For James’s Commencement-day reading of “The Question of Our Speech” see the notes to Pierre A. Walker’s edition of the lecture (James 1999a, p. 198), and O’Donnell (2003, pp. 140–43). James refers to this occasion when he tells Peggy that “by a blest good fortune, I happen to know your scholastic shades and so am able, in imagination, to cling to you and follow you round. I seem to make out that you are very physically comfortable, all round, and I have indeed a very charming image of Bryn Mawr, though I dare say these months adorn it less than my June-time” (James 1920, vol. 2, pp. 54–55).
For readings of the Magnum Opus notes that consider their historical and autobiographical work as complicating the fictional status of the Waverley Novels, see Robertson (1994, pp. 143–61), and Mayer (1999).
For the genesis of James’s memoirs in this commemorative project, see the “Note on the Texts” in Philip Horne’s edition of Autobiographies (James 2016, pp. 767–69).
Explaining the origin of his story “The Altar of the Dead” (1895) in the Preface to the relevant volume of the New York Edition, James recounts two anecdotes of encounters in London society where his instinct to refer fondly and commemoratively to dead acquaintances met with shock or indifference; he describes the “prime idea” of the story as that of “a restorative reaction against certain general brutalities” of this type (James 1984c, p. 1249).
McGann speculates that Scott is the “real target” of a passage in “The Art of Fiction” deploring Trollope’s habit of admitting the fictional status of his novels in asides to the reader: “Scott’s name seems written in invisible ink, that favored Jamesian medium, across this passage” (McGann 2004, p. 113).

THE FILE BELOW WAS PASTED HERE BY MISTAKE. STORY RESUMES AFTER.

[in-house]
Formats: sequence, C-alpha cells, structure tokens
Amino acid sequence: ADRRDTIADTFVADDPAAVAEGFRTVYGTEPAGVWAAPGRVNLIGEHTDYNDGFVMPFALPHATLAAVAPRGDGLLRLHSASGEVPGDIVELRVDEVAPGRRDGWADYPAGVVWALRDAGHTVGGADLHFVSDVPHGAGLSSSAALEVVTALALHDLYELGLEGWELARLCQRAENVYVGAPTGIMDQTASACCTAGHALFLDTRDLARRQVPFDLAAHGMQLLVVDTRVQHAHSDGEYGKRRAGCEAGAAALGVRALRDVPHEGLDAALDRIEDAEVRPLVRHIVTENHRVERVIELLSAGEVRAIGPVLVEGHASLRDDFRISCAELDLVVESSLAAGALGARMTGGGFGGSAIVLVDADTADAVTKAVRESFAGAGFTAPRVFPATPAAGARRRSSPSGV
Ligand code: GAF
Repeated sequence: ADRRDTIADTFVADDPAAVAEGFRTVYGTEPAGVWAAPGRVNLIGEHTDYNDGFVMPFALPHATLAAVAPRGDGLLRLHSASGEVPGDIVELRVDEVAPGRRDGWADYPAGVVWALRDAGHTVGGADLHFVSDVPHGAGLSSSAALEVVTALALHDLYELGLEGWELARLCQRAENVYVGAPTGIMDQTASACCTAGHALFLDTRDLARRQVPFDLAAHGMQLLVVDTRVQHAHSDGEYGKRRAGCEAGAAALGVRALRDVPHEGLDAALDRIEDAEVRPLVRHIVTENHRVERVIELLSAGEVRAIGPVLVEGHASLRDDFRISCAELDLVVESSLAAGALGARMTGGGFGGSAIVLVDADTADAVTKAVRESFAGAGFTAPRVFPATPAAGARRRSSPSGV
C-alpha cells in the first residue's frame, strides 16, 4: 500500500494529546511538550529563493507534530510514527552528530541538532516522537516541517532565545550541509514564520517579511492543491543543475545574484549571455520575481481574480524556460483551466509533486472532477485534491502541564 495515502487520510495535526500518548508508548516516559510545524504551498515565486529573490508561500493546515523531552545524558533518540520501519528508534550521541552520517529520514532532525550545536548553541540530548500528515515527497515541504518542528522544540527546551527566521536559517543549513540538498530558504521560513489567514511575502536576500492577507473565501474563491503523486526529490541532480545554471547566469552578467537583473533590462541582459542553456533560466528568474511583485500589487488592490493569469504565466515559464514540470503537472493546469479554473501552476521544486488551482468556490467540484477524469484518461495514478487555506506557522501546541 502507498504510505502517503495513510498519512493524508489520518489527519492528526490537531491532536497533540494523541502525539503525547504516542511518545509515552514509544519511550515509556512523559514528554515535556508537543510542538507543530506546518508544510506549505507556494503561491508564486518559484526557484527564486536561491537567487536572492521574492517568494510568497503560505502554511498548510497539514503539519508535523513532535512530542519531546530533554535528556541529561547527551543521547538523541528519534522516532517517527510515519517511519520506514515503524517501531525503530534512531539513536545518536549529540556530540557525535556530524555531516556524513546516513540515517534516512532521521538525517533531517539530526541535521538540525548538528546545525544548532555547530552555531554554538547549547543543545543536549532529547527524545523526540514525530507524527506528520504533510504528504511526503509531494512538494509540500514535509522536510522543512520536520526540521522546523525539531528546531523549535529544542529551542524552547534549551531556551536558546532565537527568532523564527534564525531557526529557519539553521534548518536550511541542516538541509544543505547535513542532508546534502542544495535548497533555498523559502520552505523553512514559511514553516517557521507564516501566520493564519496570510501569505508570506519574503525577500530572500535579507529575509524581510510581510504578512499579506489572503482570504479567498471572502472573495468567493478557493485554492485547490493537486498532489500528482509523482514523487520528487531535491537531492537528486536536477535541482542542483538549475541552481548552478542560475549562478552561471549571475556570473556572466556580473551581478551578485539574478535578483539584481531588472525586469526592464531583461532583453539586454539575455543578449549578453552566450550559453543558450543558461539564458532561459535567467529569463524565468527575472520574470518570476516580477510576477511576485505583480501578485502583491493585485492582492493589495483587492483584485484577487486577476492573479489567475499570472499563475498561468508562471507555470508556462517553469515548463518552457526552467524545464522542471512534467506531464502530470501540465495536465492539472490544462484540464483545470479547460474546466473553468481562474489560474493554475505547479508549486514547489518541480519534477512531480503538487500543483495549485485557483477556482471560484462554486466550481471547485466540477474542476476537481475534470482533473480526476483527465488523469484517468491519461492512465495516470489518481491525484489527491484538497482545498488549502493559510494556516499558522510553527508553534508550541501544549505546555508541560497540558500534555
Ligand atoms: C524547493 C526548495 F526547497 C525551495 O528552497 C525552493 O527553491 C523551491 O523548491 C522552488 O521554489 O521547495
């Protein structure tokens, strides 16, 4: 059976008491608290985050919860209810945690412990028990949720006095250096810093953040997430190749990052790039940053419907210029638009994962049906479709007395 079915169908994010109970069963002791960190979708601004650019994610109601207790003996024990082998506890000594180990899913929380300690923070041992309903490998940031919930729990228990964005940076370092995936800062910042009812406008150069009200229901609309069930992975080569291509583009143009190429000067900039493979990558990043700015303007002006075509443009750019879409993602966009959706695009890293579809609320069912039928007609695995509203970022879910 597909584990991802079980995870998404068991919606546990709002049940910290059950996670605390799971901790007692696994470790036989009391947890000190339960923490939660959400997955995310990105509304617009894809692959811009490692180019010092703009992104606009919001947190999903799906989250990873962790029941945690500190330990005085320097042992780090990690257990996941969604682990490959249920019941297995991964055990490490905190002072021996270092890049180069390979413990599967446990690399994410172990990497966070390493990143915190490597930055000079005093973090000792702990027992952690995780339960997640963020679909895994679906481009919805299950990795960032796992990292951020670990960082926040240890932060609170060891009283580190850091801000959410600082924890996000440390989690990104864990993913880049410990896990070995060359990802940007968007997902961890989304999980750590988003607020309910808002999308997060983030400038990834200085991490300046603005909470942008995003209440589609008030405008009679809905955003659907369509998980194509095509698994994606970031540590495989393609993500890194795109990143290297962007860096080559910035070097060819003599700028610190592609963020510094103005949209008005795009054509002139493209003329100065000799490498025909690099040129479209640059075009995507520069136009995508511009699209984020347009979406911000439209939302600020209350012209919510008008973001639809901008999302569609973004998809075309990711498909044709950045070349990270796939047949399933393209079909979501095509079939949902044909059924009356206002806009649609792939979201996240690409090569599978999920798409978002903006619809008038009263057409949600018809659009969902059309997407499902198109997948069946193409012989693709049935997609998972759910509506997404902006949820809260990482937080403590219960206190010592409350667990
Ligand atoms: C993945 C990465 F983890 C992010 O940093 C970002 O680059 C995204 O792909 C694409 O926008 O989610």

James wrote to W. D. Howells on 14 August 1900 that The Sense of the Past had “broken down for the present. I am laying it away on the shelf for the sake of something that is in it, but that I am now too embarrassed and preoccupied to devote more time to pulling out” (James 1999b, p. 343).
For interpretations of The Sense of the Past as an allegory of its own compositional processes, or of fictional invention as such, see Jolly (1993, pp. 214–18), Miller (2005, pp. 291–326), and Herford (2016, pp. 58–69). Philip Horne reads The Sense of the Past as “a critical, philosophical, and moral commentary on the vogue of the historical novel” in America at the turn of the century; it is “less a historical than a metahistorical novel,” a demonstration of the “anachronism” that James felt to be an insuperable obstacle to the genre (Horne 2008, p. 25).
The source is Pistol’s exchange with Justice Shallow in Henry IV Part 2 (5.3.114) on the succession of the crown from the just-deceased Henry IV to his son Henry V (Shakespeare 2005, p. 565).